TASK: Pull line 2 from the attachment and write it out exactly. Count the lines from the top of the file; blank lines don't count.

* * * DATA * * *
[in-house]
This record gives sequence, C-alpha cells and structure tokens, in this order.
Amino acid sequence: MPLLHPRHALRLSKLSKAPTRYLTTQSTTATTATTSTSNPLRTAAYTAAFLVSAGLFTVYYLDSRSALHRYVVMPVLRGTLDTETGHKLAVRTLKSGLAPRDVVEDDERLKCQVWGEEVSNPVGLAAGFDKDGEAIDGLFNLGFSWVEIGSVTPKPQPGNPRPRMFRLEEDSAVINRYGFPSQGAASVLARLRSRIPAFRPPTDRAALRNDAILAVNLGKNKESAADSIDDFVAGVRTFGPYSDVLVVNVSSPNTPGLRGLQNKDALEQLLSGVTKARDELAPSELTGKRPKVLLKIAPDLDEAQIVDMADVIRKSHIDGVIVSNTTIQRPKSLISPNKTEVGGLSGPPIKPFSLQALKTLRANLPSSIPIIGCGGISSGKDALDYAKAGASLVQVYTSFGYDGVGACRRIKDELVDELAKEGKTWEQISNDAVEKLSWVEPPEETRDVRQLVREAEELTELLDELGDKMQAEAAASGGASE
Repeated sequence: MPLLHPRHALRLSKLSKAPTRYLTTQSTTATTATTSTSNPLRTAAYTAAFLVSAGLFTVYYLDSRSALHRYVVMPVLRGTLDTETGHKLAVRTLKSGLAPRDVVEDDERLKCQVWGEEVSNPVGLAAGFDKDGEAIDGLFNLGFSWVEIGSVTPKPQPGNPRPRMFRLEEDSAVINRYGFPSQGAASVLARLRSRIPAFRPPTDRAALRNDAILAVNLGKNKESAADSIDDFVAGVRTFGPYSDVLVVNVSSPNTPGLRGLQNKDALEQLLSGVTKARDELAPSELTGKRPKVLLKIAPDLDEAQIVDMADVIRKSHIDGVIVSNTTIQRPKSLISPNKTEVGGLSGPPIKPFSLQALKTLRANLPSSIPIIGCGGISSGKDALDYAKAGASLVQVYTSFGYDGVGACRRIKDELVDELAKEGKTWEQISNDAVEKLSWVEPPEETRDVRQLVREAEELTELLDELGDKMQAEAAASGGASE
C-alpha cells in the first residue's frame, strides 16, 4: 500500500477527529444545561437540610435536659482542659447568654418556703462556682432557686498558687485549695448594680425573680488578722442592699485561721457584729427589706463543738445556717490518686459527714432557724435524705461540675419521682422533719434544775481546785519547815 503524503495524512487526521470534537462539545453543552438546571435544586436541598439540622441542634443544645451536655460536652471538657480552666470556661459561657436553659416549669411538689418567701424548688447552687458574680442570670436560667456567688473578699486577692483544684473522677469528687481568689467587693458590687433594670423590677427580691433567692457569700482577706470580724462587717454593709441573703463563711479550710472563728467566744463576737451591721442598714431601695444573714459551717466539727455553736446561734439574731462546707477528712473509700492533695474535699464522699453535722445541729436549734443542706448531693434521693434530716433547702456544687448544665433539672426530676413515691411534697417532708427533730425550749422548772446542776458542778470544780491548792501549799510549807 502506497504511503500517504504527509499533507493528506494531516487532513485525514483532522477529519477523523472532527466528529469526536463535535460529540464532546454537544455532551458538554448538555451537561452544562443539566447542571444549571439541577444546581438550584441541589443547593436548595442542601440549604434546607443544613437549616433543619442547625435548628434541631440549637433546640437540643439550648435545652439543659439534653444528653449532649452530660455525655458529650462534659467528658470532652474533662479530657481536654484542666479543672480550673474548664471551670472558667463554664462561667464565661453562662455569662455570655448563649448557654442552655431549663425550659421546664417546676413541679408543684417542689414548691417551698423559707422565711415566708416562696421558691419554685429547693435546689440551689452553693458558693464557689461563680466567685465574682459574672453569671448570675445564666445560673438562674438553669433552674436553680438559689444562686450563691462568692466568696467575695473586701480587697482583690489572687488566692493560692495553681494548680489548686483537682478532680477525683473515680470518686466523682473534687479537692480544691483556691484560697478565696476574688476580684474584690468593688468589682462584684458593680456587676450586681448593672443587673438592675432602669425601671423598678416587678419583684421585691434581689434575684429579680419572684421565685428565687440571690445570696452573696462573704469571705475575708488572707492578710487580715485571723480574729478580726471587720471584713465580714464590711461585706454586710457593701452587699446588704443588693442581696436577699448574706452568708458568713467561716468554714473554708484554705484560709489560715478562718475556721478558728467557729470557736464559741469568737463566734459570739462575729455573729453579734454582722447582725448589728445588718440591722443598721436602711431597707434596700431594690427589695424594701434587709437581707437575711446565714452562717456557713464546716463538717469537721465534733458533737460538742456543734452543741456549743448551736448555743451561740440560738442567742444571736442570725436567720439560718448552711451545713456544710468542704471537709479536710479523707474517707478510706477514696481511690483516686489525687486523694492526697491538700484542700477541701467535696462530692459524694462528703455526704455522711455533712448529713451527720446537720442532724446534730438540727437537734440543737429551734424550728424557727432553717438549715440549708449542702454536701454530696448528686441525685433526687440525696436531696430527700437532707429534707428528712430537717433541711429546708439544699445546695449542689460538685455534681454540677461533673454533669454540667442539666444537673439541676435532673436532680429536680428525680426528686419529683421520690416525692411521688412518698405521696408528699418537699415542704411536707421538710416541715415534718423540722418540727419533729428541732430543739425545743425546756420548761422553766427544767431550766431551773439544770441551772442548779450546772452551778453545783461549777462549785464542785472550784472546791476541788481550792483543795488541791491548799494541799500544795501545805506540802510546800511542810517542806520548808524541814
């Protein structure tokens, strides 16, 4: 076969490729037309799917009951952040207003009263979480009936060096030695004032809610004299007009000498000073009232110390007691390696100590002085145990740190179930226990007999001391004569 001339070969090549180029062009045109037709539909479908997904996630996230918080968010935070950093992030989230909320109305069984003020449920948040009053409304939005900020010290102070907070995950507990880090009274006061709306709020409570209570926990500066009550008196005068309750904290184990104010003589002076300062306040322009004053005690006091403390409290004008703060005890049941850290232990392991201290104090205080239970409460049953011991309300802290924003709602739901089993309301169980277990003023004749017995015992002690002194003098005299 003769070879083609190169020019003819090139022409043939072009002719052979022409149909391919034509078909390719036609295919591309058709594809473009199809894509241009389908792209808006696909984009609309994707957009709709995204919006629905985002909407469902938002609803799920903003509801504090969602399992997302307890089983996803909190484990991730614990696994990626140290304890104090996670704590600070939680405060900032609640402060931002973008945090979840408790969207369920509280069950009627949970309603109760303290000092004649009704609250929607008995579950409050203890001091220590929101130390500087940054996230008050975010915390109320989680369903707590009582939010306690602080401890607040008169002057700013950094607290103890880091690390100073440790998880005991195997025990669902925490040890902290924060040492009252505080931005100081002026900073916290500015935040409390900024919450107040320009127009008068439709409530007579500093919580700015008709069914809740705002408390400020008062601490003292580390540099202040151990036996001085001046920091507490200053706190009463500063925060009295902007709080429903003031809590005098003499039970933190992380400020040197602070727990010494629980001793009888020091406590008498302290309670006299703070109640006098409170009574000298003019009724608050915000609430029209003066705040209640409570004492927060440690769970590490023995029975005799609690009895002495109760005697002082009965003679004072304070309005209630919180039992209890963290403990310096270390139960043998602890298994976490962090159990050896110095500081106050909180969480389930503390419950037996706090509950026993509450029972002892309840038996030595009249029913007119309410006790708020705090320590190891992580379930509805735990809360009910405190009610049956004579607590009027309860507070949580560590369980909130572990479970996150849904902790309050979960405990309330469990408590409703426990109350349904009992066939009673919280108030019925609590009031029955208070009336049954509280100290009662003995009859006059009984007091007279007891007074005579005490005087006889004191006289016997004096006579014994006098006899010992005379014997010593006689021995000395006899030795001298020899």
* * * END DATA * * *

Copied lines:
This record gives sequence, C-alpha cells and structure tokens, in this order.